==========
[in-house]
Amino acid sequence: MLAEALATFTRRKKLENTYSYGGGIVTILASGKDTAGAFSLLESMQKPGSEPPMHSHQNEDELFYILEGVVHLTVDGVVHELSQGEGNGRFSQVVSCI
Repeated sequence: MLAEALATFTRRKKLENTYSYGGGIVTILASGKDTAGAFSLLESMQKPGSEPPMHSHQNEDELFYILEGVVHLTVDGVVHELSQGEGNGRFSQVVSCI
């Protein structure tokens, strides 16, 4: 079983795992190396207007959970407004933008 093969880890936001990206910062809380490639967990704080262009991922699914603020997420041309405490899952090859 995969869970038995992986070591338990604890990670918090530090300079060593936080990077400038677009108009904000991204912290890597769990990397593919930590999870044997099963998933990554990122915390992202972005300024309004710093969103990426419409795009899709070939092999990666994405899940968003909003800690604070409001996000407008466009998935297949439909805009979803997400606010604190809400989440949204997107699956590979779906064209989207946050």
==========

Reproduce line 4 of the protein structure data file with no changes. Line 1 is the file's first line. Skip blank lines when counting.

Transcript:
């Protein structure tokens, strides 16, 4: 079983795992190396207007959970407004933008 093969880890936001990206910062809380490639967990704080262009991922699914603020997420041309405490899952090859 995969869970038995992986070591338990604890990670918090530090300079060593936080990077400038677009108009904000991204912290890597769990990397593919930590999870044997099963998933990554990122915390992202972005300024309004710093969103990426419409795009899709070939092999990666994405899940968003909003800690604070409001996000407008466009998935297949439909805009979803997400606010604190809400989440949204997107699956590979779906064209989207946050």